Trucking reacts to ELD court decision

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Updated Nov 2, 2016

Trucking industry stakeholders are beginning to weigh in on Monday’s court decision to uphold the electronic logging device mandate.

The Owner-Operator Independent Drivers Association, whose lawsuit to overturn the electronic logging device mandate was denied Oct. 31, hopes to continue its fight against the requirement.

The next step would likely be appealing to the U.S. Supreme Court, but OOIDA said Tuesday it hadn’t made a decision yet on what it will do next.

“We are disappointed and strongly disagree with the court’s ruling,” said OOIDA President and CEO Jim Johnston. “Because this issue is of vital importance to our members and all small business truckers, we are reviewing our next steps to continue our challenge against this regulation.”

OOIDA argued that the rule violates truckers’ Fourth Amendment rights, and also didn’t meet Congress’ standards for an ELD mandate, but the court rejected both arguments. The group filed the lawsuit in March.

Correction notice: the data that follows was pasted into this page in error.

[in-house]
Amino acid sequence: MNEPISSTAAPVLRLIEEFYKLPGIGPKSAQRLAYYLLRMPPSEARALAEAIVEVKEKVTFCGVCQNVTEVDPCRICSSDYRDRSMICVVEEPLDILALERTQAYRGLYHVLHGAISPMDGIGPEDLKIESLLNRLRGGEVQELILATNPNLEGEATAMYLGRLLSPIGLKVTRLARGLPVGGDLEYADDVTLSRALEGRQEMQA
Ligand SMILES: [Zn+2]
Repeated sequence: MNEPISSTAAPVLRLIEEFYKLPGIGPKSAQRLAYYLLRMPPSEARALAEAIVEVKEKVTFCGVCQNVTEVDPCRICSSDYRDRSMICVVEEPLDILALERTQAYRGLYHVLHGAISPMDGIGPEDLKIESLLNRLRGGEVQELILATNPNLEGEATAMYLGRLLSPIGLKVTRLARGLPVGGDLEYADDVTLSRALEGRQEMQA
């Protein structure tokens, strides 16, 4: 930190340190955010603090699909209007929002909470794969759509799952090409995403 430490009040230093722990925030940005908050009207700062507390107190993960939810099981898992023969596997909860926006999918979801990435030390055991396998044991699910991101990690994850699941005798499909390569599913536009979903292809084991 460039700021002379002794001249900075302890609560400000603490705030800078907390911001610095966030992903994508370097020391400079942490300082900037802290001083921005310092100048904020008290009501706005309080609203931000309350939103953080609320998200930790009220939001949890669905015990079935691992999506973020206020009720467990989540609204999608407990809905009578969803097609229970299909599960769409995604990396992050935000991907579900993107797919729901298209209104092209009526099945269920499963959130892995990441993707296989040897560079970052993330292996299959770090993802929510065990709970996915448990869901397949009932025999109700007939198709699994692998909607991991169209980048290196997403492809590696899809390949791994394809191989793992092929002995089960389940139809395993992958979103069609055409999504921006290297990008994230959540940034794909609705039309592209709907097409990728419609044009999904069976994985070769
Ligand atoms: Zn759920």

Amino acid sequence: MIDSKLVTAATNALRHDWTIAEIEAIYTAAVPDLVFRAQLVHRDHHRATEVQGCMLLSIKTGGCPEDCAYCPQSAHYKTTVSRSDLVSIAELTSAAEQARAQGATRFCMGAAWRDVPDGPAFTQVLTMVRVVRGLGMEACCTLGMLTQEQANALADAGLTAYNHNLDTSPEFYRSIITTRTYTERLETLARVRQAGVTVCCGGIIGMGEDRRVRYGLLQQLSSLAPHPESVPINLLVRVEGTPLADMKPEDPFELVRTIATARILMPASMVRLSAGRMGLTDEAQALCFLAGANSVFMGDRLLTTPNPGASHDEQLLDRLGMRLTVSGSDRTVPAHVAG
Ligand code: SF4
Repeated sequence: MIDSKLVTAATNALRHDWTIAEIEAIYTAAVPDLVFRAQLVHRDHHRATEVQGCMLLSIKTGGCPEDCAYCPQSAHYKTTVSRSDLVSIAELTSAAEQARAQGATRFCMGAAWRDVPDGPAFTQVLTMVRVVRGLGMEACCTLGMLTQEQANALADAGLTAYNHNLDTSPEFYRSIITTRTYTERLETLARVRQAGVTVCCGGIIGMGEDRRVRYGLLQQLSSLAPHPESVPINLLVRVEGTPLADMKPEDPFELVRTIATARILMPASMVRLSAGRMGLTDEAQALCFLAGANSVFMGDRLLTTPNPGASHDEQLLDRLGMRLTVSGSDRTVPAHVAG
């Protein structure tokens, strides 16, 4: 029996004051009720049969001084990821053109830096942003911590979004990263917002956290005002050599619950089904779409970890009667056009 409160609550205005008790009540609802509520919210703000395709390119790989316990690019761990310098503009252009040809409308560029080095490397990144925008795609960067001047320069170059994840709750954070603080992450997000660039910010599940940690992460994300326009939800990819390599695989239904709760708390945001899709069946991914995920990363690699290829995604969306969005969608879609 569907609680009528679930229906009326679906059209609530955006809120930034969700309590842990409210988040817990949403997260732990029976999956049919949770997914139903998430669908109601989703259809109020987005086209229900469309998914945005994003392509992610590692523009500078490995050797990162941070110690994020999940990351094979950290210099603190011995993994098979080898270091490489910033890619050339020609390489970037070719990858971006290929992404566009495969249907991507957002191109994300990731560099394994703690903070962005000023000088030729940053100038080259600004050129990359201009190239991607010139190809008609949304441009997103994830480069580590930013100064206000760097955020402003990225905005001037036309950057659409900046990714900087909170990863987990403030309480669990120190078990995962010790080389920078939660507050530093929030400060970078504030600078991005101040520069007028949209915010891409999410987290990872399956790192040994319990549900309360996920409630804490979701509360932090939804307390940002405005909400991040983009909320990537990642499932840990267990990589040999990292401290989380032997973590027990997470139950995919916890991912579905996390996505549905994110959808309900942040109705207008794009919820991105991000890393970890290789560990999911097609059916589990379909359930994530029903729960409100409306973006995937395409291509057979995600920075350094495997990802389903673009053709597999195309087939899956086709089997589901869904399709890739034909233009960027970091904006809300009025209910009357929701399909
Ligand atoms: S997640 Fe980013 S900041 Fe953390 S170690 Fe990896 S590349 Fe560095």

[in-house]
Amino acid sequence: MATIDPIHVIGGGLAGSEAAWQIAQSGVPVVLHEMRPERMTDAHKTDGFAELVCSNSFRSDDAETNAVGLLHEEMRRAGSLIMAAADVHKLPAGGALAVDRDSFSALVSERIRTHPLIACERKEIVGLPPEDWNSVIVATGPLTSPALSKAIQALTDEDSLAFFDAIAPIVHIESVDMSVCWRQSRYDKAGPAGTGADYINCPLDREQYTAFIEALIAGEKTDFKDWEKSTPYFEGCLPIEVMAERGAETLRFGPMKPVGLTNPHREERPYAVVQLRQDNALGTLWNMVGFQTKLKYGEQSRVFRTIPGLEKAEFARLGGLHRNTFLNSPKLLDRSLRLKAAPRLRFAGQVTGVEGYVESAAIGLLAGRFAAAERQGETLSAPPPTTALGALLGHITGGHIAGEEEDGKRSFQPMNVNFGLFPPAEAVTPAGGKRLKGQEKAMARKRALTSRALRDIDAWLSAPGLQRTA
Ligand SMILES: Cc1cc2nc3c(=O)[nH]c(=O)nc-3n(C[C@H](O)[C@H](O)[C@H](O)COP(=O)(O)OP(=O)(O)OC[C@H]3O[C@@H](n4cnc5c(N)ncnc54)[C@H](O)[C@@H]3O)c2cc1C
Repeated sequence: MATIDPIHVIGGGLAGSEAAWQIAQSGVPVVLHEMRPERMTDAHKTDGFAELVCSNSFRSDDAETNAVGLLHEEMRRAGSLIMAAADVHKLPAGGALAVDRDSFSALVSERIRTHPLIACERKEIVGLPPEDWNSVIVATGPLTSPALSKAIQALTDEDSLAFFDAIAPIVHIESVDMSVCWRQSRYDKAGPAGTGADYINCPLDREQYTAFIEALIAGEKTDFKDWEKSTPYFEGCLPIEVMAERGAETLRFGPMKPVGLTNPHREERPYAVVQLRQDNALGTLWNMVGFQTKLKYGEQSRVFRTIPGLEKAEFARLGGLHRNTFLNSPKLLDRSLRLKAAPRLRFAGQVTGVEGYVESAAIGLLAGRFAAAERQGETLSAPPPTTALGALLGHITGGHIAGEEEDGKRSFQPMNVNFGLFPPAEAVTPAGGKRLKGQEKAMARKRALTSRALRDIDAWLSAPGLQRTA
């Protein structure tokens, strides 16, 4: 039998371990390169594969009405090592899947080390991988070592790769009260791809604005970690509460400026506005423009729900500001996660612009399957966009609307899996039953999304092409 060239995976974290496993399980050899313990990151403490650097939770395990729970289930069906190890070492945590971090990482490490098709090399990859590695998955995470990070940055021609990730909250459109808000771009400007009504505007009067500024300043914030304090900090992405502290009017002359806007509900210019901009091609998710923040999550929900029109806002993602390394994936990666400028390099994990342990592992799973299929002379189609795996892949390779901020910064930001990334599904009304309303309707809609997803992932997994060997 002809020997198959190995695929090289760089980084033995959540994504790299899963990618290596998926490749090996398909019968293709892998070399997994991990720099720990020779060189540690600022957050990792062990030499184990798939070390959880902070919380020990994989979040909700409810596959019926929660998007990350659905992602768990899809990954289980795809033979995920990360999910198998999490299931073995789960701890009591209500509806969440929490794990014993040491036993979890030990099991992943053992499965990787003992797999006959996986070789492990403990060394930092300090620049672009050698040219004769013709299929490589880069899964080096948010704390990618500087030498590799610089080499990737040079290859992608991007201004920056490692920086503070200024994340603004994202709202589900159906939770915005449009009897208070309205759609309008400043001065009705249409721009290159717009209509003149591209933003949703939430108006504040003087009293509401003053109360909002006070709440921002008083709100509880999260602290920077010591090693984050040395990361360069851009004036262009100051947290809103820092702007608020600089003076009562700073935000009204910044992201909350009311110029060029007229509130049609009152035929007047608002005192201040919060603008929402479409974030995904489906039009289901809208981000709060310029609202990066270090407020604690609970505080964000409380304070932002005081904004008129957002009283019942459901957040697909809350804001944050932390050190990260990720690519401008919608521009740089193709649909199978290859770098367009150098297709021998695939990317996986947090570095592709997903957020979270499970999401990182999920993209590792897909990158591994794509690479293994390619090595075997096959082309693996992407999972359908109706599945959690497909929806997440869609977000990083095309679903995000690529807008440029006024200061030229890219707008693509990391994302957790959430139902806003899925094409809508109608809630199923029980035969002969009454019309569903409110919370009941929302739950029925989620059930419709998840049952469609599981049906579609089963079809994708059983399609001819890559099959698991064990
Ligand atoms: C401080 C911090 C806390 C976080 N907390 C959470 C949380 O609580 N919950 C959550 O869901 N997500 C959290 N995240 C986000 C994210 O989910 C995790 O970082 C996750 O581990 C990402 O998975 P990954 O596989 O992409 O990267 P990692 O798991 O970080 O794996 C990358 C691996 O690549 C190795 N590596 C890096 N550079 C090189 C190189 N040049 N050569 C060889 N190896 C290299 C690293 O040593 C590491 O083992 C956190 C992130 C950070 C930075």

With the federal appeals court ruling to uphold the mandate requiring the use of ELDs in nearly all U.S. trucks, the mandate is set to take effect Dec. 18, 2017. The decision does not change the rule’s exemption for pre-2000 year-model trucks, which are allowed to operate without an ELD.

The American Trucking Associations has supported the rule. â€śATA is pleased that the court has cleared the way for this important regulation, and we look forward to its implementation,” said Sean McNally, ATA vice president of public affairs.

Other reactions from the industry can be seen below:

The Truckload Carriers Association supports the court’s ruling and said it will help level the playing field for all carriers.

“Our members are rather proactive, and having the court back them and their ELD efforts is a good thing,” said David Heller, TCA vice president of governmental affairs. “The court ruling goes a long way toward leveling the playing field and making sure all carriers are abiding by hours-of-service regulations.

The Alliance for Driver Safety & Security, or Trucking Alliance, applauded the court’s ruling, saying ELDs help reduce driver fatigue and improve safety.

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“The fact that Congress mandated ELDs, rather than relying on the FMCSA to simply promulgate a rulemaking, gave this issue much more weight,” said Lane Kidd, the Alliance’s managing director. “Congress mandating ELDs will prove to be the pivotal point that changed the trucking industry for the better and a new era of safety and compliance.”